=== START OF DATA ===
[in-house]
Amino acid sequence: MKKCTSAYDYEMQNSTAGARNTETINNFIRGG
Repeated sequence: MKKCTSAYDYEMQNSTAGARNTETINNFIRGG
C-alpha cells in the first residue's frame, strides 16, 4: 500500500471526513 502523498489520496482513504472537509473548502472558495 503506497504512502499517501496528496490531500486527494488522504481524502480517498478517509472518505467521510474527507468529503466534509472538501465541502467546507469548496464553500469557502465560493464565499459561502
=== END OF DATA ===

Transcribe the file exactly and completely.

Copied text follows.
[in-house]
Amino acid sequence: MKKCTSAYDYEMQNSTAGARNTETINNFIRGG
Repeated sequence: MKKCTSAYDYEMQNSTAGARNTETINNFIRGG
C-alpha cells in the first residue's frame, strides 16, 4: 500500500471526513 502523498489520496482513504472537509473548502472558495 503506497504512502499517501496528496490531500486527494488522504481524502480517498478517509472518505467521510474527507468529503466534509472538501465541502467546507469548496464553500469557502465560493464565499459561502